As for the future, Goossens is caught in two minds. "It's a funny business with which I have a love-hate relationship. Catch me on a bad day and I would be recommending to partners that we should sell, on a good day I see the business as a pension plan. My real skill is in acquiring run down property based business and turning them into valuable assets, that's probably where my skill set is best applied. I am not as good running the day to day. I can do it however after a while I tend to get a bit bored, I need a challenge."

Simon Hudson is a tourism aficionado, exploring the world, spreading his passion for travel, and enlightening audiences on every kind of travel research from winter sports to film tourism. He has written eight books, and over 60 research articles, many of them focused on tourism marketing. He is the Endowed Chair for the SmartState Center of Economic Excellence in Tourism and Economic Development at the University of South Carolina. Dr. Hudson can be contacted at 803-777-2705 or shudson@hrsm.sc.edu Extended Bio...

HotelExecutive.com retains the copyright to the articles published in the Hotel Business Review. Articles cannot be republished without prior written consent by HotelExecutive.com.

Receive our daily newsletter with the latest breaking news and hotel management best practices.
Hotel Business Review on Facebook
RESOURCE CENTER - SEARCH ARCHIVES
General Search:

OCTOBER: Revenue Management: Technology and Big Data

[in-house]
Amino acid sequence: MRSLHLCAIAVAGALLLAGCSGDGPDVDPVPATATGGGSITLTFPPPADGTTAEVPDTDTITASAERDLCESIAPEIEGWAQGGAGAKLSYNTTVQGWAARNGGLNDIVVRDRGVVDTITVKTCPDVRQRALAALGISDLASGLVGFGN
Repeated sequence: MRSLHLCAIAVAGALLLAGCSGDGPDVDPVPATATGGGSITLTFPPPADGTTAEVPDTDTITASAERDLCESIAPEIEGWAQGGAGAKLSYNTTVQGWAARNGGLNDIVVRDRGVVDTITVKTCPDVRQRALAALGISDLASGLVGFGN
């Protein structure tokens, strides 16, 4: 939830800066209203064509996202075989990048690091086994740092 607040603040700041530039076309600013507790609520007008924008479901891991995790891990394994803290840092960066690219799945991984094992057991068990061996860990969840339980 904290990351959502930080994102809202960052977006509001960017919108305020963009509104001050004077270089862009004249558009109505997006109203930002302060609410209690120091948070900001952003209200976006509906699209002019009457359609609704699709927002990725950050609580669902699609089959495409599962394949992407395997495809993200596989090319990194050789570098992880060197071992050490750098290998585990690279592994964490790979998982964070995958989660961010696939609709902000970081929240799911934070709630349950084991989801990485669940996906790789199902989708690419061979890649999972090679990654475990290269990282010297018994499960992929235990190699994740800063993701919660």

Gary Isenberg

Hotel room night inventory is the hotel industry’s most precious commodity. Hotel revenue management has evolved into a complex and fragmented process. Today’s onsite revenue manager is influenced greatly by four competing forces, each armed with their own set of revenue goals and objectives -- as if there are virtually four individual revenue managers, each with its own distinct interests. So many divergent purposes oftentimes leading to conflicts that, if left unchecked, can significantly damper hotel revenues and profits. READ MORE

Jon Higbie

For years, hotels have housed their Revenue Management systems on their premises. This was possible because data sets were huge but manageable, and required large but not overwhelming amounts of computing power. However, these on-premise systems are a thing of the past. In the era of Big Data, the cost of building and maintaining an extensive computing infrastructure is incredibly expensive. The solution – cloud computing. The cloud allows hotels to create innovative Revenue Management applications that deliver revenue uplift and customized guest experiences. Without the cloud, hotels risk remaining handcuffed to their current Revenue Management solutions – and falling behind competitors. READ MORE

Jenna Smith